With your mama's dark hair and curvy hips, and your daddy's blue eyes and long legs, you'd be a heartbreaker for sure!  Your mama would buy you a training bra.  Your daddy would buy a shot gun.  Your childhood and teen years would have been full of sleepovers and shopping trips.  Your daddy would have taken you camping.  Your mama would have let him.  You'd ride a bike and climb trees.  You'd wear your mama's shoes and paint your nails.  Once, you'd try to sneak in past curfew and your unfair parents would lay down the law.  But it would be for your own good - you'd see that later.
You'd be a hard worker and you'd choose a great college.   Good thing you have that scholarship!  You'd study all sorts of things.  You'd grow and mature, and your proud parents would wonder how time flew by so quickly.  You'd graduate with honors and get a job you loved.  You'd spend your twenties on a journey of self discovery and freedom.
One day, a handsome young man would timidly ask your father for your hand. And, after he finished polishing his shot gun, he'd say yes.  You'd be the world's most beautiful bride.  And when people would ask you how you "knew" your guy was the one, you'd say you learned how a man should treat his wife by watching how your father treated your mother.  
You'd have children of your own and you'd get to experience all the wonderful joys of being a mom.  Your life wouldn't be perfect - but who's is?  It would be yours!
All I wanted for you was happiness.  Wherever you are, I hope you have it.  You will always, always, always be in my heart.  You took a piece of me with you and left a piece of you behind.  I will forever treasure those moments we had together, my little ninja.  My baby.  My Kenley.
I love you more than there are stars in the universe.  May that love carry you home.  


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  2. If all of our 'thinkings of you' could carry your pain away or bring sweet Kenley back..I know we would all think so much harder. I imagine throngs of people surrounding you, holding hands, in a kumbaya, type of setting, only our eyes are all squeezed tight..thinking hard...just waiting for the veil of pain to be lifted. The fog of disbelief and shock clearing as Kenley is returned to your arms and the wonderful life you envisioned for her. It was exactly eight days ago that I was sitting at my computer much like I am right now beginning my work for the day when I learned something had happened. Every morning I wake up, knowing you are hurting – wishing it was a horrible dream. In reality, all I can do is tell you that I love you, am thinking of you, and do what little I can to ease other burdens. With all the love and ‘thinkings of you’ and support that we all give you, I know that you are hurting and it is going to take an army of support and maybe a long war between good and evil to help carry you through. There is no understanding, in my opinion, of why this has happened to such wonderful, prepared, conscientious parents who were packed and ready to go, or should happen to anyone for that matter. This could have happened to any one of us. I am so sorry that you are facing this, yet I know that my ‘sorries’ are drops of sunshine in your bucket of dark skies. My hope is that over time you receive so much sunshine that your dark skies may finally begin to part and your broken heart may begin to heal.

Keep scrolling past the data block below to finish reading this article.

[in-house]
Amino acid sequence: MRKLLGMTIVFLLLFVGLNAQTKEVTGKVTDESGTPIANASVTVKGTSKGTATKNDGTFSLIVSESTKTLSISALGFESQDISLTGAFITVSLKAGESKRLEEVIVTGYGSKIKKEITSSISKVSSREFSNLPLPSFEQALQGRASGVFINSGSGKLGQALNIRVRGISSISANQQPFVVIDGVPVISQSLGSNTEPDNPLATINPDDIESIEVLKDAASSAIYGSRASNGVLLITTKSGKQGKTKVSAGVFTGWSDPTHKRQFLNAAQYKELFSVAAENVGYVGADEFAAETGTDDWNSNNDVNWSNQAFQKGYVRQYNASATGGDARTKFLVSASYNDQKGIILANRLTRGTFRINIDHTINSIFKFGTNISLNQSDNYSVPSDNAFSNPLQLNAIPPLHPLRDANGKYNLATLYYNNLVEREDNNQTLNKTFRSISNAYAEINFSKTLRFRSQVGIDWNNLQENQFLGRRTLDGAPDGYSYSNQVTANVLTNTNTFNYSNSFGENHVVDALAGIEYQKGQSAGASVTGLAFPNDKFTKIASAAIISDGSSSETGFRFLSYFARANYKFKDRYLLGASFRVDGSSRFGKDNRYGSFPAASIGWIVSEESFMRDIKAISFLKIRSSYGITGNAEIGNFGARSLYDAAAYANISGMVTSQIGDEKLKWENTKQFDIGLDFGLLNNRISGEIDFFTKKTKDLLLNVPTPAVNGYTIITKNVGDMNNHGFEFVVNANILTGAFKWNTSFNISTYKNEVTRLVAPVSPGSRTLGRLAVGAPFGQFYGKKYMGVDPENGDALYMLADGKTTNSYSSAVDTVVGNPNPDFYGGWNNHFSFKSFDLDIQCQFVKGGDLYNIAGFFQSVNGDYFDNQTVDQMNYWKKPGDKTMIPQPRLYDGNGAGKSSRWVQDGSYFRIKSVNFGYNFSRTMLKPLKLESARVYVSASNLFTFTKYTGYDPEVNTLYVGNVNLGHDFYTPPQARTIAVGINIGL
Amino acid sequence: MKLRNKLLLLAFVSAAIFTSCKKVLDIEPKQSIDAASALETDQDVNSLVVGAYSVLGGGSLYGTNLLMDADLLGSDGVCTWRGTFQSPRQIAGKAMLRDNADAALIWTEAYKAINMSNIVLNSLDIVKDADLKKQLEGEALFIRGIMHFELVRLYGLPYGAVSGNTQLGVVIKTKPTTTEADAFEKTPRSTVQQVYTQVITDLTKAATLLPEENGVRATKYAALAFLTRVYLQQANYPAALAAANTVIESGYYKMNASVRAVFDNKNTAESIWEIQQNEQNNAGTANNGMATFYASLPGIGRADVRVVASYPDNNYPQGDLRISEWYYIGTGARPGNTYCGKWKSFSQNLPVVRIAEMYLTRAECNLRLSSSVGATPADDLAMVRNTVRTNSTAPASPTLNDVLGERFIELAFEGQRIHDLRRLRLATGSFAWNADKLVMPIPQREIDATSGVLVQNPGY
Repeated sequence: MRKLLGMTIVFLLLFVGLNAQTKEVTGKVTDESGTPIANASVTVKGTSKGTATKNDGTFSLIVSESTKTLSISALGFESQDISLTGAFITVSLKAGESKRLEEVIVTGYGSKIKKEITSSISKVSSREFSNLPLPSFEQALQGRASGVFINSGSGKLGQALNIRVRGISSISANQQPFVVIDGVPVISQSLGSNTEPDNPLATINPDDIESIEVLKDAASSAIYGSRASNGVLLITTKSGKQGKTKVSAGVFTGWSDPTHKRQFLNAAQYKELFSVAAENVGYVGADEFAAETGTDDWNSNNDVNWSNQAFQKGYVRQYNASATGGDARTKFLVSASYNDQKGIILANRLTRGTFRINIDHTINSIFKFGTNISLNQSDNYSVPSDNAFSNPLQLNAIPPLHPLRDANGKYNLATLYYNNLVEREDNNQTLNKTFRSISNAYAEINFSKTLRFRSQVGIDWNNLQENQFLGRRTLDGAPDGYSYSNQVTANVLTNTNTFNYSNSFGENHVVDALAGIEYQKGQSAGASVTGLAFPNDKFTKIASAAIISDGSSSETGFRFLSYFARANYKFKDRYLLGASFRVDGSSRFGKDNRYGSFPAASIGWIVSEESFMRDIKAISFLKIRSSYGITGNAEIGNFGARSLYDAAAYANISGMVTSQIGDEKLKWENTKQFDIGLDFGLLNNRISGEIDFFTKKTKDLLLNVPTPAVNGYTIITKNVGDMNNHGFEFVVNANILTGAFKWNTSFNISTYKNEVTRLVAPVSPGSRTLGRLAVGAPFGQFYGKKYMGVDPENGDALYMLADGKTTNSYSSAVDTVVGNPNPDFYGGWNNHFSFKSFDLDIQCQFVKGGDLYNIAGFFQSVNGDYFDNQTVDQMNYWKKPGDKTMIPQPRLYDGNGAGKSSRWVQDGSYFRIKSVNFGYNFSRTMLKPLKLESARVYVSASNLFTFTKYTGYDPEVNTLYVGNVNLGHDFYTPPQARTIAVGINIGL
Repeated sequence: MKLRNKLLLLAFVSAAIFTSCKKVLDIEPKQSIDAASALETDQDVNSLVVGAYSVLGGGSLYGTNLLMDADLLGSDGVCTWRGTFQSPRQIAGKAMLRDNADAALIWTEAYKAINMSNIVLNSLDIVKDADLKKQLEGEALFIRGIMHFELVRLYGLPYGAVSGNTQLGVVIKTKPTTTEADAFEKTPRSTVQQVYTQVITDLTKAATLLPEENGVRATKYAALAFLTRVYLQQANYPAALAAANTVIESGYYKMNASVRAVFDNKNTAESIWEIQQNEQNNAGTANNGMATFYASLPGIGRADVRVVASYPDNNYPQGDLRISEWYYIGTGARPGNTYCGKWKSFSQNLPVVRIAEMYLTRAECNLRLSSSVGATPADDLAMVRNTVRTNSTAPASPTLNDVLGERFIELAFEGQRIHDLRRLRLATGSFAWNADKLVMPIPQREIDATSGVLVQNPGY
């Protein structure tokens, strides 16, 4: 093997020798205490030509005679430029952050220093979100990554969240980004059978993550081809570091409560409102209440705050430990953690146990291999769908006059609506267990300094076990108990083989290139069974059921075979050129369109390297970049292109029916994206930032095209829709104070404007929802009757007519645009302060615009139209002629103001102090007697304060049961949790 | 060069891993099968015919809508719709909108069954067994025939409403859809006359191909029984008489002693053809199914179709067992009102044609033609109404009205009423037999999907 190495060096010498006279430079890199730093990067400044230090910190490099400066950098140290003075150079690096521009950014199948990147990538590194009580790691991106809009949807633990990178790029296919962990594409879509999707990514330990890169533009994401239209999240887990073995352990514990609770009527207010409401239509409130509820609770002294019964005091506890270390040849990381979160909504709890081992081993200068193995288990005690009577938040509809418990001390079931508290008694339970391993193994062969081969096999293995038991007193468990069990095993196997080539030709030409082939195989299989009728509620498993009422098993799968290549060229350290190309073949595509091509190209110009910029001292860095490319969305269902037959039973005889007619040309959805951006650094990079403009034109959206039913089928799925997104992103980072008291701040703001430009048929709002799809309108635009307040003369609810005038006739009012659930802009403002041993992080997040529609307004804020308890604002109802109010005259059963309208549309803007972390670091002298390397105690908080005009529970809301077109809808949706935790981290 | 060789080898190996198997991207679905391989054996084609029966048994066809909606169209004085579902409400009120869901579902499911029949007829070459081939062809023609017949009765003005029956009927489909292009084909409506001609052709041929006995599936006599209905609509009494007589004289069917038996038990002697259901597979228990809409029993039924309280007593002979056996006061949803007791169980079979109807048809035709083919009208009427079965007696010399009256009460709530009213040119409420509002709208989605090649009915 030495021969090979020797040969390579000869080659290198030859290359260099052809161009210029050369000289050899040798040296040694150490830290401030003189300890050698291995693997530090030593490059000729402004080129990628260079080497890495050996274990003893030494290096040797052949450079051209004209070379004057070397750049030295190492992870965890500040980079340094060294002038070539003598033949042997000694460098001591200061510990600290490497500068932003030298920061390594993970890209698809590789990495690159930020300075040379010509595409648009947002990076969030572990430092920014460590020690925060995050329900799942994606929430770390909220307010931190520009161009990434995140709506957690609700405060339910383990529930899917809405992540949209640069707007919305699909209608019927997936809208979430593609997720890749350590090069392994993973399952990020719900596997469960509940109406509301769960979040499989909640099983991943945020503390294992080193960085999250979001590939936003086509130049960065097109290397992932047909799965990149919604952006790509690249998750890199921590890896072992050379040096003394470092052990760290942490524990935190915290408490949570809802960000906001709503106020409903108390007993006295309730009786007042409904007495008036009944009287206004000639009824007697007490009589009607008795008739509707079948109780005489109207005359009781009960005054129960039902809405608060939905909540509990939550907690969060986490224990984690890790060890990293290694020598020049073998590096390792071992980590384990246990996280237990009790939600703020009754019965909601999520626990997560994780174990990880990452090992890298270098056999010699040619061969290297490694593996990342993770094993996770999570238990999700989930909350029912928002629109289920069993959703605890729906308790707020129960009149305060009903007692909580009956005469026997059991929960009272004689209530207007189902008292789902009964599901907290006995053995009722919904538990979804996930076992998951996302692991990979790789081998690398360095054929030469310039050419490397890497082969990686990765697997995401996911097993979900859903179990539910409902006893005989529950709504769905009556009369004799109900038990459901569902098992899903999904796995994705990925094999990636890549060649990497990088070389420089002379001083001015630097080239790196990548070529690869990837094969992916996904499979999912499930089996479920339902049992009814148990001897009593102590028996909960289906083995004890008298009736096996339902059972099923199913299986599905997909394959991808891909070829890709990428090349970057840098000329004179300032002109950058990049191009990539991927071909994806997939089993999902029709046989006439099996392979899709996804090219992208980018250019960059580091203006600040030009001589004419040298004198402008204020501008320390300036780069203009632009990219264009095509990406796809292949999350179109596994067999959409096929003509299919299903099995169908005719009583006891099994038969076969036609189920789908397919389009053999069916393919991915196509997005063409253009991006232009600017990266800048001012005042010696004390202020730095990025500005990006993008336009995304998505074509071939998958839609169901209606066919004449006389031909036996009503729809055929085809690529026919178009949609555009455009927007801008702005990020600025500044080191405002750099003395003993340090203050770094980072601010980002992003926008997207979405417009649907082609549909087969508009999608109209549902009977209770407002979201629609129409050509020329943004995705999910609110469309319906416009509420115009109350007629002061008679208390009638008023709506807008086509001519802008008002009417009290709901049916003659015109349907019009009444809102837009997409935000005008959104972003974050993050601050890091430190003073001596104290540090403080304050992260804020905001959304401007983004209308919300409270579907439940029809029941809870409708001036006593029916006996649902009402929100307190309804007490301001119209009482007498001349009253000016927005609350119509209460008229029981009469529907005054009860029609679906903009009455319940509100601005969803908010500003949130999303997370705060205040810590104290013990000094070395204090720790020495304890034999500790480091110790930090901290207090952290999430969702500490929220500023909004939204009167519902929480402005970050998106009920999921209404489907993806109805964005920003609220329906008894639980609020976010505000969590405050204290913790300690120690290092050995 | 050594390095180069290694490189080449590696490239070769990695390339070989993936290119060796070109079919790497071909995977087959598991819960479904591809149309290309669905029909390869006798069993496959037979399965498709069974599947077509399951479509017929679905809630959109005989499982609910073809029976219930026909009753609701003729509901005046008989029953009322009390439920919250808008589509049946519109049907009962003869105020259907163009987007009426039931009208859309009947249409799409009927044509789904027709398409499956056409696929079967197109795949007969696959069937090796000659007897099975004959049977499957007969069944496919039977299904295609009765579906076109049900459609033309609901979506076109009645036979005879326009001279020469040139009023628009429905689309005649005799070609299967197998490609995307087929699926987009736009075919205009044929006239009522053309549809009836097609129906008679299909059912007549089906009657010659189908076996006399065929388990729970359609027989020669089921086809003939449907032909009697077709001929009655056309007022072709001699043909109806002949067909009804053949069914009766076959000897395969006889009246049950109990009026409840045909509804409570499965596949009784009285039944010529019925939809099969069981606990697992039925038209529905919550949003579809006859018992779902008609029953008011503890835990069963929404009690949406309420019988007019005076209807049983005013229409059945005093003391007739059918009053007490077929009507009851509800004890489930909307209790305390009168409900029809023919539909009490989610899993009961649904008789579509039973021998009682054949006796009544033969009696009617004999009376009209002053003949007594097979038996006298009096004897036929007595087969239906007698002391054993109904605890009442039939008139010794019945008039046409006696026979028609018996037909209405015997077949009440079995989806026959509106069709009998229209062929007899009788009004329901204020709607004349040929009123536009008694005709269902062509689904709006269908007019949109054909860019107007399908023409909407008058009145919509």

3. Thank you for sharing your journey, Rebecca. My heart longs for the time when the pain is less and hope dawns anew for you and Mike.

  4. Parts of that made me smile through my damp eyes. Kenley was so lucky to be loved so much by both of you, I'm sure she knew it from the start. Thank you for sharing this with us.

  5. This is beautiful. I think it's all these future moments that we think about that can sometimes bring us down, but it's all the love that keeps us afloat - and this is so full of love.